Moise Katumbi, a key opposition leader in the Democratic Republic of Congo, announced on Wednesday he would run in November’s presidential election when incumbent Joseph Kabila is expected to step down in accordance with the constitution.
There have been speculations that the wealthy owner of one of Africa’s top football clubs, TP Mazembe, could run for president of DR Congo.
In March Mr Katumbi told BBC’s Maud Jullien that people had hope in him, and he knew their expectations.
"The problem is we need to sit around a table as big guys to have at least one [opposition] candidate," Moise Katumbi said.
Now, the speculations have been confirmed. Katumbi will be seeking the top position after he got a nod from three opposition coalitions in recent weeks.
"I accept with humility this heavy responsibility," Katumbi said in a statement on his official Twitter account, referring to his nomination for the presidency by the three opposition parties.
The citizenry is worried that president Kabila might delay the presidential vote to remain in the office.
The chaotic reception of such news was witnessed in January 2015 when 40 people were killed in protests over allegations that Kabila wanted to delay the said elections.
Still, Kabila’s opponents claim that he is trying to cling to power beyond his mandate and Katumbi’s announcement could heighten political tension as the president is yet to declare his plans.
Possible delay in updating voter rolls will take 16 months
There are glaring signs that the elections might be delayed. According to the election commission, updating voter rolls might take up to 16 months.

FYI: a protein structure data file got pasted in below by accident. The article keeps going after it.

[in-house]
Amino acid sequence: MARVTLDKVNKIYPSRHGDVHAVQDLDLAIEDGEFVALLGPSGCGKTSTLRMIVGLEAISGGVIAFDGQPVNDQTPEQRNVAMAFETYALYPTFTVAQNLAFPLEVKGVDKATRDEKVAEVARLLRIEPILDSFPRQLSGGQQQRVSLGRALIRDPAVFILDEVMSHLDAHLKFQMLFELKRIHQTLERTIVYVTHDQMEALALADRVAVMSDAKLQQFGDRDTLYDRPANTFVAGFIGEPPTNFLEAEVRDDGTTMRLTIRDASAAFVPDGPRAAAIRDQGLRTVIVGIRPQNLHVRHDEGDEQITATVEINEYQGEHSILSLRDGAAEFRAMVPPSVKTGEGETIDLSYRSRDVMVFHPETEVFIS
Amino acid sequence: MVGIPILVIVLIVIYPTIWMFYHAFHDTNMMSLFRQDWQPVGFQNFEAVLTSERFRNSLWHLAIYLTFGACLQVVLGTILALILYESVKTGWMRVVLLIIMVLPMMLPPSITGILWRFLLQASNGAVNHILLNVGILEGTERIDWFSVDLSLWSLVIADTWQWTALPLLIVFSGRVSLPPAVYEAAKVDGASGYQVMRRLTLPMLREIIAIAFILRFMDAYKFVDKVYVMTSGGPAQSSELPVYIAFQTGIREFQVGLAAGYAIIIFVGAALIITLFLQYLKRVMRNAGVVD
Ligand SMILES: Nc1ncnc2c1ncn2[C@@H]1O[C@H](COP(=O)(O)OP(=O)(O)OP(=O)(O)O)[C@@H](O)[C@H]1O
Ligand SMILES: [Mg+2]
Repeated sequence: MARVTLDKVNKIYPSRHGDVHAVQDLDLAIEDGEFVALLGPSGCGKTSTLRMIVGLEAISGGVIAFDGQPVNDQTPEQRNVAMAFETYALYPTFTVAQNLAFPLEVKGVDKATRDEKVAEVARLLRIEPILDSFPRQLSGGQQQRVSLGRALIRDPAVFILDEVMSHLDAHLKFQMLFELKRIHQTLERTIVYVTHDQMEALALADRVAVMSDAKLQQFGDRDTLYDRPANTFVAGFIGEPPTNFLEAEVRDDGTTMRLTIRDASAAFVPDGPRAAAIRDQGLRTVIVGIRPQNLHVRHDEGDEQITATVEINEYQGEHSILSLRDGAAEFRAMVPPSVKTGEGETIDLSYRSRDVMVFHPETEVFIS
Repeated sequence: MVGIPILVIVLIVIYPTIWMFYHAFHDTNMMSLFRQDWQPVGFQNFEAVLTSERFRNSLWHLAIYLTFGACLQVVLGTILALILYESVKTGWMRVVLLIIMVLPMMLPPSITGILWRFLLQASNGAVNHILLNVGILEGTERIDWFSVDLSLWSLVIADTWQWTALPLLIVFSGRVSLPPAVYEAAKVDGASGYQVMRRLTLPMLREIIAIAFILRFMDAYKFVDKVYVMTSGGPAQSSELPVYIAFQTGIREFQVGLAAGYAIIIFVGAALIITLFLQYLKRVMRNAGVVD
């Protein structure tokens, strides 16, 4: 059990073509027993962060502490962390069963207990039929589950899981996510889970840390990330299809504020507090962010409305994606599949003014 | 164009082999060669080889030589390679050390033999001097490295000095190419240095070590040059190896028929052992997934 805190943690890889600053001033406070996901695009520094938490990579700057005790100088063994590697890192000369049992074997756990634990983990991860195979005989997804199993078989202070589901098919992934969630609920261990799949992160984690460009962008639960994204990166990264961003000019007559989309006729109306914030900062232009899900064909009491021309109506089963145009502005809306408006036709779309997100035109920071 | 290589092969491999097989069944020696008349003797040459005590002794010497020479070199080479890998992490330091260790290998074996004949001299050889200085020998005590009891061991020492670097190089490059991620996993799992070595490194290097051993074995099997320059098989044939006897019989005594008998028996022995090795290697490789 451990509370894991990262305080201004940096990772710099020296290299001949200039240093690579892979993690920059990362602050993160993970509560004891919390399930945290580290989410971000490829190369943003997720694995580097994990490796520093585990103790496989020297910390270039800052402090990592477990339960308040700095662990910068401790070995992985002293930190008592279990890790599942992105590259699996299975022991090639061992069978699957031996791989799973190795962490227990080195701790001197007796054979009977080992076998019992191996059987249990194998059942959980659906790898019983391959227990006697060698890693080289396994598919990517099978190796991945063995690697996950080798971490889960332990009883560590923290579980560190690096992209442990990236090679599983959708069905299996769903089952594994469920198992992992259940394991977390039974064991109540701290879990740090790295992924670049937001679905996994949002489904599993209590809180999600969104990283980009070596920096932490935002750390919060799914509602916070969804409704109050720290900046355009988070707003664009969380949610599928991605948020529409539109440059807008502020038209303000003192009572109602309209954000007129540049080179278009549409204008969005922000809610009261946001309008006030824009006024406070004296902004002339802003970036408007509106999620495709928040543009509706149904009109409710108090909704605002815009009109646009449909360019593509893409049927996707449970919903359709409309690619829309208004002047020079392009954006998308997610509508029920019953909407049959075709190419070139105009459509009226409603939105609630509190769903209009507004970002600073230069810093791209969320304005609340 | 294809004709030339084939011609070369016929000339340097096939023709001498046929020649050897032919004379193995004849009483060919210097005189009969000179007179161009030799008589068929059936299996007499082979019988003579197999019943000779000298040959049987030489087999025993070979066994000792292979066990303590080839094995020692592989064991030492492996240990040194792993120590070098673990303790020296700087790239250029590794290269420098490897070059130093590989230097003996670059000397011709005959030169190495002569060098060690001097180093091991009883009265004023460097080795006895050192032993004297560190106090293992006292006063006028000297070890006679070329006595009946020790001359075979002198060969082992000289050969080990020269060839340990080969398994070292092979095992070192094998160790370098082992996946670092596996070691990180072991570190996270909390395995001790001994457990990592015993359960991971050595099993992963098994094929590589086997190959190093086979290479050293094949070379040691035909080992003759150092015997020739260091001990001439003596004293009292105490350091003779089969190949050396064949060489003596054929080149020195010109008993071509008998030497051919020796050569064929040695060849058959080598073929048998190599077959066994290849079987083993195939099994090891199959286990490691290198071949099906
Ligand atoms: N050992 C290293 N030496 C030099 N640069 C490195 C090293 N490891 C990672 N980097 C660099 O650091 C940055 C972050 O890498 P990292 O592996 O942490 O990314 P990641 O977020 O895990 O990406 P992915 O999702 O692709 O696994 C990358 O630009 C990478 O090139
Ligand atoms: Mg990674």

The multimillionaire’s Wednesday declaration is arguably an expression that he is not ready to bow to political pressure. In the recent weeks, tensions have risen between Katumbi’s camp and the government. Last month, police used tear gas to disperse a rally led by Katumbi in the country’s second-largest city, Lubumbashi and arrested four of his bodyguards.
Katumbi is a former governor of Katanga from 2007 until last September when he quit Kabila’s party condemning it of plotting to extend the presidents’ rule which begun in 2001.
The government is accusing Katumbi of recruiting mercenaries. On Wednesday, Justice Minister Alexis Thambwe ordered a probe into Katumbi's deals claiming that the government "has proof of ... Katumbi's involvement in the recruitment of mercenaries, including several retired American soldiers," he said.
On his part, Katumbi replied to the accusation on his Twitter saying: "The low blows of the government do not hinder my peaceful combat. I will be the candidate of the rule of law."
President Kabila has been accused of corrupt deals. E-mails from the State Department obtained by ABC News revealed that the Congo leader offered Bill Clinton $650,000 for a speech and two photos.
Katumbi said in a statement that he is planning to begin a national tour to develop a common opposition platform for the nation to tackle Kabila.
It is hoped that the November election will be followed by peaceful transition for once. The country has never undergone a peaceful transition of power since independence. Congo has been plagued by war and instability.
Image credit: Reuters